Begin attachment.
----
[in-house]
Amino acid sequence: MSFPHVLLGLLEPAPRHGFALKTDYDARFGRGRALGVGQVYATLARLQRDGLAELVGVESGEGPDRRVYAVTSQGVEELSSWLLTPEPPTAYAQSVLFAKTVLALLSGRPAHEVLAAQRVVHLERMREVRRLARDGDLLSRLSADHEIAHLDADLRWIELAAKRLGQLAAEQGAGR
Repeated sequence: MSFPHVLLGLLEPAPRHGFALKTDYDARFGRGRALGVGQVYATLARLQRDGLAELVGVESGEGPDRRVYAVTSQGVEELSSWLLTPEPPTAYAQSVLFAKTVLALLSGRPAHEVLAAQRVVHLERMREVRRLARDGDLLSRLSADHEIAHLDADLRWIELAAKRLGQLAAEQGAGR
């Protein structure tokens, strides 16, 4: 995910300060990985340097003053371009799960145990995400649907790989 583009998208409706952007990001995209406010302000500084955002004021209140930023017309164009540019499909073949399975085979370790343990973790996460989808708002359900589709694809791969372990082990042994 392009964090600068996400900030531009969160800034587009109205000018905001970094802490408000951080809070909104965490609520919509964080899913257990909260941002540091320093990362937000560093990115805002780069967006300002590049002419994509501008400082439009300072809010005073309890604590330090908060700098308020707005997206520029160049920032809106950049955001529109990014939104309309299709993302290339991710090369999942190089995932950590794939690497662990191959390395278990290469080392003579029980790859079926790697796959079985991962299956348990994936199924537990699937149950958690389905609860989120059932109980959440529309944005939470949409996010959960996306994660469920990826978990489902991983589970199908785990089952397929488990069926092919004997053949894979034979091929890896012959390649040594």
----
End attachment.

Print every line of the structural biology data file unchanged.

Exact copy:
[in-house]
Amino acid sequence: MSFPHVLLGLLEPAPRHGFALKTDYDARFGRGRALGVGQVYATLARLQRDGLAELVGVESGEGPDRRVYAVTSQGVEELSSWLLTPEPPTAYAQSVLFAKTVLALLSGRPAHEVLAAQRVVHLERMREVRRLARDGDLLSRLSADHEIAHLDADLRWIELAAKRLGQLAAEQGAGR
Repeated sequence: MSFPHVLLGLLEPAPRHGFALKTDYDARFGRGRALGVGQVYATLARLQRDGLAELVGVESGEGPDRRVYAVTSQGVEELSSWLLTPEPPTAYAQSVLFAKTVLALLSGRPAHEVLAAQRVVHLERMREVRRLARDGDLLSRLSADHEIAHLDADLRWIELAAKRLGQLAAEQGAGR
């Protein structure tokens, strides 16, 4: 995910300060990985340097003053371009799960145990995400649907790989 583009998208409706952007990001995209406010302000500084955002004021209140930023017309164009540019499909073949399975085979370790343990973790996460989808708002359900589709694809791969372990082990042994 392009964090600068996400900030531009969160800034587009109205000018905001970094802490408000951080809070909104965490609520919509964080899913257990909260941002540091320093990362937000560093990115805002780069967006300002590049002419994509501008400082439009300072809010005073309890604590330090908060700098308020707005997206520029160049920032809106950049955001529109990014939104309309299709993302290339991710090369999942190089995932950590794939690497662990191959390395278990290469080392003579029980790859079926790697796959079985991962299956348990994936199924537990699937149950958690389905609860989120059932109980959440529309944005939470949409996010959960996306994660469920990826978990489902991983589970199908785990089952397929488990069926092919004997053949894979034979091929890896012959390649040594």